The future of outpatient orthopedics: 5 surgeon insights

Carly Behm -  

Outpatient surgery is an inevitable area for spine and orthopedic surgeons to explore. From the potential of innovation to the business outlook for hospitals, here's what five surgeons are saying about outpatient migration in 2022:

1. Outpatient centers as a tool for innovation: "Given the incredible momentum behind outpatient, ambulatory-based surgery, there will be increasing demand for ASC-based enabling technologies," said Jason Weisstein, MD, of Yavapai Regional Medical Center in Prescott, Ariz.. "That may mean a variety of technologies that find their wheelhouse in the ASC: single-use implants and instruments, active-intelligence platforms that crystallize the outpatient patient care pathway, or ASC-based navigation and robotic platforms."

2. Outpatient surgery will grow in orthopedics: "Outpatient surgery numbers will keep going up in the future," said Niranjan Kavadi, MD, an Oklahoma City-based orthopedic surgeon. "I will not be surprised to see an increase to an extent of 20 to 30 percent in five years. What is critical to perform surgery in an outpatient setting is precise perioperative planning. As more residents and a newer breed of surgeons get trained in ambulatory surgical settings, we will see an increase in the numbers. Primary knee replacements and uncomplicated spinal fusions are already being performed at a significantly higher volume in an outpatient setting than a few years ago."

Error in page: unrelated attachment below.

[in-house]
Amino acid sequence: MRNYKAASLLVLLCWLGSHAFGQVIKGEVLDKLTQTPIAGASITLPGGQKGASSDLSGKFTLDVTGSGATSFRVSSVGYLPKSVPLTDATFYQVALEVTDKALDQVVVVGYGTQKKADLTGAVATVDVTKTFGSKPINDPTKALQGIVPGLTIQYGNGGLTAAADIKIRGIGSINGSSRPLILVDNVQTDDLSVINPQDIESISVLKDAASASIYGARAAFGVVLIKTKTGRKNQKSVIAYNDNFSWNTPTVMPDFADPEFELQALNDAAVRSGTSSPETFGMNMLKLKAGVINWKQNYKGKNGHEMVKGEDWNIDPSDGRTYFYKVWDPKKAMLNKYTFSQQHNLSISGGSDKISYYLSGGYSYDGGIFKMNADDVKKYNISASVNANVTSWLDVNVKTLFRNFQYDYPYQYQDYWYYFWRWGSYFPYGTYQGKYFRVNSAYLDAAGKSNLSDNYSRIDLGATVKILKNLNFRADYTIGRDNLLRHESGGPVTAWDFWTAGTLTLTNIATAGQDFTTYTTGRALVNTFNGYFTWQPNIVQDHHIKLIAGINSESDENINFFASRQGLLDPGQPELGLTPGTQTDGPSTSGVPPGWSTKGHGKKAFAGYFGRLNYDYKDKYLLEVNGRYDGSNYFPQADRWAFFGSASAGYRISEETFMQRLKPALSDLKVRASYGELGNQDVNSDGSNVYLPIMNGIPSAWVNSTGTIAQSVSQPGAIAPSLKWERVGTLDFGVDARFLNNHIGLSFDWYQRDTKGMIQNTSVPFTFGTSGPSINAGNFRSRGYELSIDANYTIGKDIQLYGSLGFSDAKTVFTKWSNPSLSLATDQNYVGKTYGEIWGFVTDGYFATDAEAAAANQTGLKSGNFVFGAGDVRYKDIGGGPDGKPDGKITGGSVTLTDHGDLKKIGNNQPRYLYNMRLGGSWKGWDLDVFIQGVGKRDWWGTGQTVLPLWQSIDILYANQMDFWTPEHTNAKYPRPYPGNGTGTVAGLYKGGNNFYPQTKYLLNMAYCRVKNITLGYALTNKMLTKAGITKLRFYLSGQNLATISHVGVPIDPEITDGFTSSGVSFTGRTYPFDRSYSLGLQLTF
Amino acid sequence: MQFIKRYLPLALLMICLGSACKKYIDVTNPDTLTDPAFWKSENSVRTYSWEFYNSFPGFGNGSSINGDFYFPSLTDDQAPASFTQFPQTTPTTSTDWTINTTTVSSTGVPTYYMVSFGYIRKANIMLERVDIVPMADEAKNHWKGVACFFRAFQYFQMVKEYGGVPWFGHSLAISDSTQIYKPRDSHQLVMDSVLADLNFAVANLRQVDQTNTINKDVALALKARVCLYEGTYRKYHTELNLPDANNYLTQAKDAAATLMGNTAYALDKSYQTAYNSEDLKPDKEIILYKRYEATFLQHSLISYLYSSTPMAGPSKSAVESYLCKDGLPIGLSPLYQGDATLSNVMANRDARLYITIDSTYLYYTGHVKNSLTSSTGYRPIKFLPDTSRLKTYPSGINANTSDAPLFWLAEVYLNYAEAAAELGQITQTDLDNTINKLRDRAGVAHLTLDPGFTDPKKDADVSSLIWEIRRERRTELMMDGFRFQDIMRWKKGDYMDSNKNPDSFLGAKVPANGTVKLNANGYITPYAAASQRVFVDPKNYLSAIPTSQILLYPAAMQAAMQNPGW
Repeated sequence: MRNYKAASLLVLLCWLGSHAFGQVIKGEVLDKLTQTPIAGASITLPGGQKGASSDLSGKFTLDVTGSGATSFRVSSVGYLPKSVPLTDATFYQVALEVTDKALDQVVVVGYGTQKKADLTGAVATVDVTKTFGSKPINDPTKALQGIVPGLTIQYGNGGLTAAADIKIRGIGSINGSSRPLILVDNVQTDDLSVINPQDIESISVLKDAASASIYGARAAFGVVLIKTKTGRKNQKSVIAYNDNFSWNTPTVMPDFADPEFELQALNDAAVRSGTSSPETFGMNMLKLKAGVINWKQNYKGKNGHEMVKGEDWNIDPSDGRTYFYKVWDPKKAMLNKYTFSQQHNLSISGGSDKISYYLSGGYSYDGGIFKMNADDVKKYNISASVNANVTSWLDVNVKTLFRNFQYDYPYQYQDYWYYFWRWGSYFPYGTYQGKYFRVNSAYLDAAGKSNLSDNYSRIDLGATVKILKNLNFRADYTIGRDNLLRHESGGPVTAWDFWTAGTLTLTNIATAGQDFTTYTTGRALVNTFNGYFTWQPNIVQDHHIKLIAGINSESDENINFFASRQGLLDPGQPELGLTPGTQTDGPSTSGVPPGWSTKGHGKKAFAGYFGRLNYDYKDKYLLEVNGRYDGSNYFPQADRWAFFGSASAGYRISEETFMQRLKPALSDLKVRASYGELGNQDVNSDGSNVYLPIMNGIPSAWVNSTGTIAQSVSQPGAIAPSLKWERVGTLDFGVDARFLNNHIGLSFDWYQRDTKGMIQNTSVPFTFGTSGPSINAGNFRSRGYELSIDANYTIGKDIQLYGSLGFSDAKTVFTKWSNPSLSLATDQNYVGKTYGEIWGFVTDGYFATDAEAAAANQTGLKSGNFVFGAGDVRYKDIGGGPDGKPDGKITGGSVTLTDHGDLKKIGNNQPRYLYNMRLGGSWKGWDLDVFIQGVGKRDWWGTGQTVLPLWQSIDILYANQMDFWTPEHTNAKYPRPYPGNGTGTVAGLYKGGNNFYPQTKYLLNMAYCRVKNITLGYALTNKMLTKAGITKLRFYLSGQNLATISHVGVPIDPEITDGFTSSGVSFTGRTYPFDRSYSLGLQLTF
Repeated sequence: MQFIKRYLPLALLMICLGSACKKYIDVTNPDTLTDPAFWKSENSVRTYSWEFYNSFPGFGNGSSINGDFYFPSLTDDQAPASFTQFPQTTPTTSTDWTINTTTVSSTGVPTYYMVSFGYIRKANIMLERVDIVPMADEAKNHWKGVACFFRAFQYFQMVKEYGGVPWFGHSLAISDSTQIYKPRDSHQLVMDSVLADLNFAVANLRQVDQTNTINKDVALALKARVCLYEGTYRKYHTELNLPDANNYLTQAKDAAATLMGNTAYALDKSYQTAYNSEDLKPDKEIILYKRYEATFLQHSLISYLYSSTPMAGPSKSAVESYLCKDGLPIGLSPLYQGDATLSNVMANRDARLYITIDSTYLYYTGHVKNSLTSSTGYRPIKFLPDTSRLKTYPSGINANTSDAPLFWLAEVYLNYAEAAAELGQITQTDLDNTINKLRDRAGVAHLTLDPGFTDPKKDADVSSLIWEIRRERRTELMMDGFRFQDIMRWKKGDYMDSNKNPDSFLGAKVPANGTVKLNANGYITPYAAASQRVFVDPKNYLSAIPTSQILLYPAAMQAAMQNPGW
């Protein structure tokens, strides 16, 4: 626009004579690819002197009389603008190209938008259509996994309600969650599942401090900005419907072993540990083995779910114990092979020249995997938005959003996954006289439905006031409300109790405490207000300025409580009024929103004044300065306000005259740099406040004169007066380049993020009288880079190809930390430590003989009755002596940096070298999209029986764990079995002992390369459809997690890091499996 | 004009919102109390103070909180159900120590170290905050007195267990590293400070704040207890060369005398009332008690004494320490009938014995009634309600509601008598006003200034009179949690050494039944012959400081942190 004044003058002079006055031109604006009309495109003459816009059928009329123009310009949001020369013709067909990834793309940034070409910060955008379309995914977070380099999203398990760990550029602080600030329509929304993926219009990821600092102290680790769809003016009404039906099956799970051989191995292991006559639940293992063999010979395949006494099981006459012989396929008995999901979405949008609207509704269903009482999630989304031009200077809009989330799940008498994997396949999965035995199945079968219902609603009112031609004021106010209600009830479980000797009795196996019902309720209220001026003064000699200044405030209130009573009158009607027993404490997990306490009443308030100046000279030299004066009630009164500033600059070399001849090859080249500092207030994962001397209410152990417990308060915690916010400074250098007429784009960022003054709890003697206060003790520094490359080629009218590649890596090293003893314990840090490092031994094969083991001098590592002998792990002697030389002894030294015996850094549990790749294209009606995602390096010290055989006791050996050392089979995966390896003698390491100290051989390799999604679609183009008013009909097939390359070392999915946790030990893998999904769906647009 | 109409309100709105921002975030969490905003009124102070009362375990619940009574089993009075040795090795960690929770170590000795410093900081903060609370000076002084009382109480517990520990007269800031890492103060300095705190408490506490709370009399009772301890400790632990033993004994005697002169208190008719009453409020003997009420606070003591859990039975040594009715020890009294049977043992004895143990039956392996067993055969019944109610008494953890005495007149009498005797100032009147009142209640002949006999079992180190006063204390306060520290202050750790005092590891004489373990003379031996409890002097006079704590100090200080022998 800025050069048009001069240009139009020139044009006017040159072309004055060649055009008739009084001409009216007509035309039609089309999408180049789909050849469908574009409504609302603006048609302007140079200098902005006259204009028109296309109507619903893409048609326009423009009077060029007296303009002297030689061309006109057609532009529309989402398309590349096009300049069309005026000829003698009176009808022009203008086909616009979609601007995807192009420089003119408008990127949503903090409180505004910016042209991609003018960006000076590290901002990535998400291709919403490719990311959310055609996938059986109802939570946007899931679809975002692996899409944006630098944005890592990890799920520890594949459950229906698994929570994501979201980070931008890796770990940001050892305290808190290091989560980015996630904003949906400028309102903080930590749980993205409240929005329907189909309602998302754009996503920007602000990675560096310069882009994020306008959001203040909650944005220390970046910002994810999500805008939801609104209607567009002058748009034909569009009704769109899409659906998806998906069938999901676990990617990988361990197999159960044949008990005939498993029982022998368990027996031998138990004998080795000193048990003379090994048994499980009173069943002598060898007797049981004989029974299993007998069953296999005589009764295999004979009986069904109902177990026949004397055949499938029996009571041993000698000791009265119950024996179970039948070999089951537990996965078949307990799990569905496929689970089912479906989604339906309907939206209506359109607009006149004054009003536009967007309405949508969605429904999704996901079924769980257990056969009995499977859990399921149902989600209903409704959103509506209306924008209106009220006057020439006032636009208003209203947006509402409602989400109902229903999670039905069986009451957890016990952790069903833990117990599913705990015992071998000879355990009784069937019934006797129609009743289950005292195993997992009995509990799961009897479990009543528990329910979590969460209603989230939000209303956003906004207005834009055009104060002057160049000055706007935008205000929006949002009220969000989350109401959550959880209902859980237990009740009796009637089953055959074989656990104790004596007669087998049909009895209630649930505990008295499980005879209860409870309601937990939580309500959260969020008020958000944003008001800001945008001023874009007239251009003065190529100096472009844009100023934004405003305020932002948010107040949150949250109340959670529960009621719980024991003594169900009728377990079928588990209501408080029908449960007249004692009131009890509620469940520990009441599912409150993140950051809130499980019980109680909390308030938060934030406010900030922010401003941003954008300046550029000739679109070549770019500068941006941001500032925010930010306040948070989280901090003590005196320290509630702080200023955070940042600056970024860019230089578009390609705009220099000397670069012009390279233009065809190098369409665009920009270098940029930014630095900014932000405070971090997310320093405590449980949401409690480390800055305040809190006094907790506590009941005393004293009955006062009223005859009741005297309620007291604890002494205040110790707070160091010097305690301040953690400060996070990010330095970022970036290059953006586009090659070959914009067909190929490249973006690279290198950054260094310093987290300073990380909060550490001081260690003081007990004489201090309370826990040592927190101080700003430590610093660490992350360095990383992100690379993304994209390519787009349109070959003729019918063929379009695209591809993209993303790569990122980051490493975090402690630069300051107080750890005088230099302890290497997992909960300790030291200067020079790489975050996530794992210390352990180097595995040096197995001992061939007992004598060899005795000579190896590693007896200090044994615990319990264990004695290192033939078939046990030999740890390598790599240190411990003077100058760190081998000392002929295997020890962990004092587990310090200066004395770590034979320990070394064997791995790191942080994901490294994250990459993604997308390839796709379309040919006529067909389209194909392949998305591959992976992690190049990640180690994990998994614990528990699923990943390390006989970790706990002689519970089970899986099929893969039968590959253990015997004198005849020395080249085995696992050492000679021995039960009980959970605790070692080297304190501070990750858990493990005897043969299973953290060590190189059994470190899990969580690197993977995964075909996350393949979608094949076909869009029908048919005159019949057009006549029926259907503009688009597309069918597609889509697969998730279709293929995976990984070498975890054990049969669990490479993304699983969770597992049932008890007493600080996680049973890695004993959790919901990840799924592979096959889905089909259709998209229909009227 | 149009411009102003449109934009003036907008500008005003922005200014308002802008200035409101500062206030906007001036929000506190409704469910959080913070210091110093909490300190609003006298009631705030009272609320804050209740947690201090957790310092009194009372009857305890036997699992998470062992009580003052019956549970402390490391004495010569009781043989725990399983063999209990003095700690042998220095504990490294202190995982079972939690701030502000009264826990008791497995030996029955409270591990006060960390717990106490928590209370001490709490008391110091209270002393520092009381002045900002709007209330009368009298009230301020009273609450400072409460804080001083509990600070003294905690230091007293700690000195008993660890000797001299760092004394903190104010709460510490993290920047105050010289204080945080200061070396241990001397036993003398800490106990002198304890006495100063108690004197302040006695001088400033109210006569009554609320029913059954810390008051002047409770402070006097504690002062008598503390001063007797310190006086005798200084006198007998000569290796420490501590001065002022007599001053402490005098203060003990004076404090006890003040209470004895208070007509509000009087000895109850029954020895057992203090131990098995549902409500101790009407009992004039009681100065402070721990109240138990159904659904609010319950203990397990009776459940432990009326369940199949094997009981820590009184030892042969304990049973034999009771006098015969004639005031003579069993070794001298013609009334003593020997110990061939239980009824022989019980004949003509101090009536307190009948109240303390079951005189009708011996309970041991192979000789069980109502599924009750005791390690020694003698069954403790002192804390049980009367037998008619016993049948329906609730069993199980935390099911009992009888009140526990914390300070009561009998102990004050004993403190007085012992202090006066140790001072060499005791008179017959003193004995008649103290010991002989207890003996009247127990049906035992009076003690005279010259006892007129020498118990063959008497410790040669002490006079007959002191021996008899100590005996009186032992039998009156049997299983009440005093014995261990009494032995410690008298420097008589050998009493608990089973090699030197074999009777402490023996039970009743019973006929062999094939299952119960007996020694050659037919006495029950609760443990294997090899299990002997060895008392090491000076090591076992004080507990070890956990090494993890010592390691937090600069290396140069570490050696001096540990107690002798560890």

3. Outpatient migration can advance spine surgery: "I think the movement of spine cases to outpatient settings will help drive [endoscopic spine adoption], because the surgery is significantly less disruptive," said Michael Gallizzi, MD, of The Steadman Clinic in Vail, Colo. "I think quite honestly, once people know it's available, consumers are going to start demanding it."

4. Hospital strategy can match outpatient efficiency: "One strategy that health systems have used with success to moderate the pace of migration is the creation of co-management arrangements with orthopedic providers," saidJohn Corsetti, MD, of New England Orthopedic Surgeons in Springfield, Mass.. "These agreements financially incentivize providers based upon quality and performance metrics, while allowing for heightened levels of service line control. A well conceived and executed co-management agreement typically results in improved satisfaction across every tier of the care team, in addition to enhanced patient satisfaction and even clinical outcomes. These agreements create a working partnership between the providers and the health system, aligning goals and incentivizing the attainment of mutually agreed upon measurable metrics. Many providers who have entered these arrangements have commonly seen inpatient care efficiencies improve to approximate those observed in the outpatient setting." 

5. Outpatient migration hasn't stifled hospital investments: "Progressive hospitals have already been planning for this by building ASCs or hospital outpatient departments," said Alok Sharan, MD, of NJ Spine and Wellness in East Brunswick. "They have created [enhanced recovery after surgery] or fast track programs to expedite care through an episode. Operating rooms are equipped with the proper equipment that enable spine surgeons to perform minimally invasive surgery with a faster recovery, either through the use of an endoscope or proper imaging tools … The future model of care will be outpatient focused factories that merge specialized centers of excellence with outpatient ASCs. The migration of cases to the outpatient space should encourage hospitals to rethink their business models and invest in capabilities which can achieve these goals."

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